Linux Basics: ‘tree’ Command Usage


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Hello Unixmen Readers,

In this article we will look at how to list contents in a directory as the the title implies in a tree format.


You might be  thinking why will you want to list the contents of a directory with tree whilst we can use ls? I will say tree is just an advanced command based on ls.

Tree is a recursive directory listing program that produces a depth indented listing of files and directories which are colored.

First, let’s verify tree is installed in our system or not. By running:

$ tree --version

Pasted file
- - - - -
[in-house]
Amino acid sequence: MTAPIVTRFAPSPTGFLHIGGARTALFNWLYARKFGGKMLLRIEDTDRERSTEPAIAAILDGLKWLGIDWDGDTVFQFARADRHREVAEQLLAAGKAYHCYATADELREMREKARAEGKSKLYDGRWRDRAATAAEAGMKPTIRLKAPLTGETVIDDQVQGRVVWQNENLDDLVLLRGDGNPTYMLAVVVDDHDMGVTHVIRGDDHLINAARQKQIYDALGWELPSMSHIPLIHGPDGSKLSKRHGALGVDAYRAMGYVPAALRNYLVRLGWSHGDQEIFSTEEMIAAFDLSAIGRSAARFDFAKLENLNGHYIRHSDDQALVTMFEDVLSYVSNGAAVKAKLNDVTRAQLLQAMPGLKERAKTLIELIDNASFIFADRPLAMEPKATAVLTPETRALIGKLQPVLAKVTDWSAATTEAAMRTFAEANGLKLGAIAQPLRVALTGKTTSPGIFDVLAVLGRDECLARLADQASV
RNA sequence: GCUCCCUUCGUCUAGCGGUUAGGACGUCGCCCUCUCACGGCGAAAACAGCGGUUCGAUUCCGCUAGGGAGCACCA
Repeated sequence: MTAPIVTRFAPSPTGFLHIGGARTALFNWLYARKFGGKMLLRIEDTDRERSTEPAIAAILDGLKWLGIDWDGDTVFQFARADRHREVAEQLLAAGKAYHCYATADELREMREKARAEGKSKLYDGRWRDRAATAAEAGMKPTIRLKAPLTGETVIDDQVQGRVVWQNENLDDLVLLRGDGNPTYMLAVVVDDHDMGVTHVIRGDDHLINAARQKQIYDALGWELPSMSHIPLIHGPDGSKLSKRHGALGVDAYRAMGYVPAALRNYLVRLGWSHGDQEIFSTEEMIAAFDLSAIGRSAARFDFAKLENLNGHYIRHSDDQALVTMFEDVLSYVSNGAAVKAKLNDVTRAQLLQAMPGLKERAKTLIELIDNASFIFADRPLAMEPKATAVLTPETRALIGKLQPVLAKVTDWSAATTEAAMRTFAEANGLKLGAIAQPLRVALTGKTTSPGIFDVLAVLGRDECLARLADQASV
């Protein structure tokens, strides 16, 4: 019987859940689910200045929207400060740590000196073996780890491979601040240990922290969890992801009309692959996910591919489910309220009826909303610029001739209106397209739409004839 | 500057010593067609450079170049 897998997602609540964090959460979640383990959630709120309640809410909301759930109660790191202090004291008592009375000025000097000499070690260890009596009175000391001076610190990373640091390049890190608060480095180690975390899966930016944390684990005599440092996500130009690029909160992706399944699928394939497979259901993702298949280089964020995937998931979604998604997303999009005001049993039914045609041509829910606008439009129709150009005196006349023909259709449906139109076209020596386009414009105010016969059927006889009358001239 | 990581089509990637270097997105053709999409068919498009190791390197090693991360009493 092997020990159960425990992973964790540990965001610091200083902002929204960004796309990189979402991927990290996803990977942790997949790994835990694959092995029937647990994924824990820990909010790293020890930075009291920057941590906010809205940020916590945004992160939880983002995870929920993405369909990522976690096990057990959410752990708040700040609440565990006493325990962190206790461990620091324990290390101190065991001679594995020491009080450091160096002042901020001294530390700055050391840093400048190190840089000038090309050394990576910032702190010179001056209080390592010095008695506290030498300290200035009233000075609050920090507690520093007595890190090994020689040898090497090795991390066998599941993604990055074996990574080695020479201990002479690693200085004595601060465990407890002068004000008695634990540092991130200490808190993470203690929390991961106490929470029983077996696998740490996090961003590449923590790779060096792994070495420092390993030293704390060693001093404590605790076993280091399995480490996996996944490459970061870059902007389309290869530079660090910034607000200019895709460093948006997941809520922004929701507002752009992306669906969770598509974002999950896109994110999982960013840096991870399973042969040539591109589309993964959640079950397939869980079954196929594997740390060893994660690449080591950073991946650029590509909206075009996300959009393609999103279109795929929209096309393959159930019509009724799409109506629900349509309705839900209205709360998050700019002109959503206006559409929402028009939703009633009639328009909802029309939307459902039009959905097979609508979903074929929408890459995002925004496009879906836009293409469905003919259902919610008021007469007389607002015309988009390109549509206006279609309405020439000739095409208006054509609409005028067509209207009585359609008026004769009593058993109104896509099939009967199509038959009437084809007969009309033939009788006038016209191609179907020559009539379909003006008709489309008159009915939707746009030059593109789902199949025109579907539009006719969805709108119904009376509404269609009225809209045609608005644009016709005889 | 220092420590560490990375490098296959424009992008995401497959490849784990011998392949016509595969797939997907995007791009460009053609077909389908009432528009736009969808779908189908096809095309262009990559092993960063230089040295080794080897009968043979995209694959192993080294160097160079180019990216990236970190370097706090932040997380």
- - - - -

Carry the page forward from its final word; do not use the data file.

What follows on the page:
es@es-lunabox:~$ tree --version
tree v1.5.3 (c) 1996 - 2009 by Steve Baker, Thomas Moore, Francesc Rocher, Kyosuke Tokoro

If you do not see the output it means tree is not installed, hence we need to install. tree is available in most distros default repository.

Install in Ubuntu, Elementary OS, Linux Mint, Crunchbang and other Ubuntu & Debian derivatives

$ sudo apt-get install tree

Install in Fedora and its derivatives

$ sudo yum install tree

Install in Arch Linux, Manjaro an its derivatives

$ sudo pacman -Sy tree

Using Tree

1. tree with no option; Running tree with no option recursively list directories and files under the current path (excluding hidden one).

$ tree


2. Display hidden files and directories: By default tree doesn’t display hidden files. To display these files and directories use the –a option as used with ls.

$ tree -a


3. List directories only:

$ tree -d


4. Forward use tree on a directory:

$ tree <directory>


Run man tree for more on how to use tree.

 $man tree